Collective giving groups, often known as giving circles, have tripled in number since 2007 and are an increasingly popular way for donors from diverse backgrounds to amplify the impact of their giving. This growth is noted in a new report released this week by the Collective Giving Research Group, of which I’m a founding member along with Jessica Bearman of Bearman Consulting, Julia Carboni of Syracuse University, and Angela Eikenberry of the University of Nebraska at Omaha. The Landscape of Giving Circles/Collective Giving Groups in the U.S. – 2016, investigates the current scope and scale of collective giving groups in the United States to understand their impact on donor giving and civic engagement.
Giving circles and similar models of collaborative giving (GCs) entail groups of individuals who collectively donate money and sometimes unpaid time to support organizations or projects of mutual interest. Members have a say in how funding is given and which organizations or projects are supported.
We found that GCs have engaged at least 150,000 people in all 50 states and given as much as $1.29 billion since their inception. A majority are created around a particular identity — including groups based on gender, race, age and religion. Further, giving circles have become more inclusive of income levels as the average and most frequent amount given by individual donors may be decreasing, while total dollars donated by giving circles are increasing.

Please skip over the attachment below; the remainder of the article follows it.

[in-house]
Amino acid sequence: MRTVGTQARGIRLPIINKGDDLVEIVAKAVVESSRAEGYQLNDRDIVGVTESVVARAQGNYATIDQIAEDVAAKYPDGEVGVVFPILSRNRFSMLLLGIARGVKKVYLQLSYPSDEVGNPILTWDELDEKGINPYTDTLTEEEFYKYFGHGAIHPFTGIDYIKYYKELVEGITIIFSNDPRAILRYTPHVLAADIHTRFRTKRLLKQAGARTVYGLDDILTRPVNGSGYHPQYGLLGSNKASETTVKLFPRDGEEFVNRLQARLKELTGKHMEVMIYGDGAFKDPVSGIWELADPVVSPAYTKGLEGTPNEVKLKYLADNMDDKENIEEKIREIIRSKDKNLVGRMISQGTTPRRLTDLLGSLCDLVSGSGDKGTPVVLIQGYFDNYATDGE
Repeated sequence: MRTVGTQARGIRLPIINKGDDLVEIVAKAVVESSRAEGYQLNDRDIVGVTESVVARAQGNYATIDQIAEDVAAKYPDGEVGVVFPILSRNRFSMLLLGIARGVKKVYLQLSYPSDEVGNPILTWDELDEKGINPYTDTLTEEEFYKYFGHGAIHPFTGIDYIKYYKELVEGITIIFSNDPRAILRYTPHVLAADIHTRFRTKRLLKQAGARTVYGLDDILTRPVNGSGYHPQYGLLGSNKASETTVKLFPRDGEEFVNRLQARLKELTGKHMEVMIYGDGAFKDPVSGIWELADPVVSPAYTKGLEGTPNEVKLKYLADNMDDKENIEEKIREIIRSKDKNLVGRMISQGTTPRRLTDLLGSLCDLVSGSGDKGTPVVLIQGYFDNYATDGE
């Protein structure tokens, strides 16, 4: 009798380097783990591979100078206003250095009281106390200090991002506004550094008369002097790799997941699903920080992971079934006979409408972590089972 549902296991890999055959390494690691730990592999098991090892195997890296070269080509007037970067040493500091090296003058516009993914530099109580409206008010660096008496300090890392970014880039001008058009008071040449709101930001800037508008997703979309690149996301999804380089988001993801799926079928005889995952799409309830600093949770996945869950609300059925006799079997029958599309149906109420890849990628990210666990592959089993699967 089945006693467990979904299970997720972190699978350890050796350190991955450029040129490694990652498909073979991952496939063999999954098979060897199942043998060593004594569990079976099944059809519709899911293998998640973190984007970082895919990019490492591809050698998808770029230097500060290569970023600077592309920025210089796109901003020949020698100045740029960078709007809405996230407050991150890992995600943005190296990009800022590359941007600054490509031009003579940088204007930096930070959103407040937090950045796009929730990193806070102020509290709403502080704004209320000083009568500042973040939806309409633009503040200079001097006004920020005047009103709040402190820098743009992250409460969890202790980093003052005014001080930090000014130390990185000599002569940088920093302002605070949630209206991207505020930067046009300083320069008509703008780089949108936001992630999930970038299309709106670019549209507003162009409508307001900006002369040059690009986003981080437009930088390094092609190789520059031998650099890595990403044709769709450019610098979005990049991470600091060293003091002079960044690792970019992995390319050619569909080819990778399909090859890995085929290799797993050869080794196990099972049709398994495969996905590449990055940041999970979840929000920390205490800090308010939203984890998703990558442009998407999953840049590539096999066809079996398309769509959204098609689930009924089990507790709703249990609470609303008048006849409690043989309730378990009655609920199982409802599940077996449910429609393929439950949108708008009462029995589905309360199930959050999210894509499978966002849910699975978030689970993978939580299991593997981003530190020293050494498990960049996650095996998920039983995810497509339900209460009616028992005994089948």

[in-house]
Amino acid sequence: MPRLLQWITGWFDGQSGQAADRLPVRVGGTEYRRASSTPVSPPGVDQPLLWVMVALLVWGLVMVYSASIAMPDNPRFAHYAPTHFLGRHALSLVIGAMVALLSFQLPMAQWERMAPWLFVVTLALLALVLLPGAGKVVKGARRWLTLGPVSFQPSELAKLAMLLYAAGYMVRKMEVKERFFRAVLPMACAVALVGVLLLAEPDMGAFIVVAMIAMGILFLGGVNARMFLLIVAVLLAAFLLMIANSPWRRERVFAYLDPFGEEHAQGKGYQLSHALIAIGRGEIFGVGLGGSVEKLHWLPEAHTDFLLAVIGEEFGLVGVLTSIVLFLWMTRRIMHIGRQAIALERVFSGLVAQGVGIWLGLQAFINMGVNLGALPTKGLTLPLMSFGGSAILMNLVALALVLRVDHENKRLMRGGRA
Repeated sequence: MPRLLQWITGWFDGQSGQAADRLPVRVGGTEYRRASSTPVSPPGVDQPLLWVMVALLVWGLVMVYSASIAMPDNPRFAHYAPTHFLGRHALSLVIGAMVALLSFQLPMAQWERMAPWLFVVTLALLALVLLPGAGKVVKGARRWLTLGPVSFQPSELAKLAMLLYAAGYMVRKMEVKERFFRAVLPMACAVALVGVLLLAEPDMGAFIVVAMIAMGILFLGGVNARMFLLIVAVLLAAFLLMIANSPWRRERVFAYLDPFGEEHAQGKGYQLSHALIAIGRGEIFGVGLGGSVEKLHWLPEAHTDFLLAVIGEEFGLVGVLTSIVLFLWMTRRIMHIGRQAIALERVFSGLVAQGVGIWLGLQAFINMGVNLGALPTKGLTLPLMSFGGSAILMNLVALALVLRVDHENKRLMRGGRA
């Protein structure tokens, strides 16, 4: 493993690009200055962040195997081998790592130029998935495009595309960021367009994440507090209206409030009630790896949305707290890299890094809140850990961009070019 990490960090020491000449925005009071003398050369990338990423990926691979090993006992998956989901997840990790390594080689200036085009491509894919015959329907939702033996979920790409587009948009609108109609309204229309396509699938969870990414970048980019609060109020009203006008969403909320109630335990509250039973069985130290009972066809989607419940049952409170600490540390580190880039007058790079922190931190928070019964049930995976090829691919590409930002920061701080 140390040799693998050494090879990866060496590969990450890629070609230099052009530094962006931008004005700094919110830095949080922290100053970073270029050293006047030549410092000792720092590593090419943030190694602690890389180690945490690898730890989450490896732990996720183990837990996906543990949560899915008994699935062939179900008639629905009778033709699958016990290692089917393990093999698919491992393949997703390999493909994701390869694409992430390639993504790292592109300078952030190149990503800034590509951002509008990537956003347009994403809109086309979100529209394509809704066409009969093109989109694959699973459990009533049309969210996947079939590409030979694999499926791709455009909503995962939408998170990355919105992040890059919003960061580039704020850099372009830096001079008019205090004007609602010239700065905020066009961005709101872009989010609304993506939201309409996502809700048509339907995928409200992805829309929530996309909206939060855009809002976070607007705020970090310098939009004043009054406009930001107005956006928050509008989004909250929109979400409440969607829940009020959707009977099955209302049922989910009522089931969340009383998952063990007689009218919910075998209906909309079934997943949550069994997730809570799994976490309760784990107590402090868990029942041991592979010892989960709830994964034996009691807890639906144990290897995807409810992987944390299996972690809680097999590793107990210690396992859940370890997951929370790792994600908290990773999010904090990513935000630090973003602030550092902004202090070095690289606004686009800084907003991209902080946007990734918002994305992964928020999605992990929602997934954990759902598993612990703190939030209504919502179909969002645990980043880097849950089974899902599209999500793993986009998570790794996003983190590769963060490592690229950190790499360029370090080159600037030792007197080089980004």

GCs are a powerful tool to democratize and diversify philanthropy, engage new donors and increase local giving. This research sheds critically needed new light on this popular form of collective giving. In a time when philanthropy is increasingly focused on billionaires’ giving, this research is an important reminder that everyday givers are coming together and pooling their resources to make a difference in their communities and for the issues they care about.
This new study is a significant contribution to ongoing efforts to understand the changing face of charitable giving and how to harness the trends in philanthropy to encourage more giving by all. These findings provide strong evidence that GCs are an increasingly significant philanthropic force, engaging a greater diversity of donors, including women, people of various ethnic and racial backgrounds, and donors of all wealth levels. Our thanks to the Bill & Melinda Gates Foundation, via the Women’s Philanthropy Institute at the Indiana University Lilly Family School of Philanthropy, and the Charles Stewart Mott Foundation who co-funded this research.
The Landscape of Giving Circles/Collective Giving Groups in the U.S. – 2016 is being released in conjunction with the first-ever summit for GC networks hosted by the Johnson Center on November 14–15, 2017. The landscape scan is the first of a three-part inquiry, which also includes research related to the impact of participation in giving circles on members’ giving and civic engagement, and a study of the relationships between giving circles and their hosting organizations. Initial findings from the other two studies are included in The State of Giving Circles Today: Overview of New Research Findings.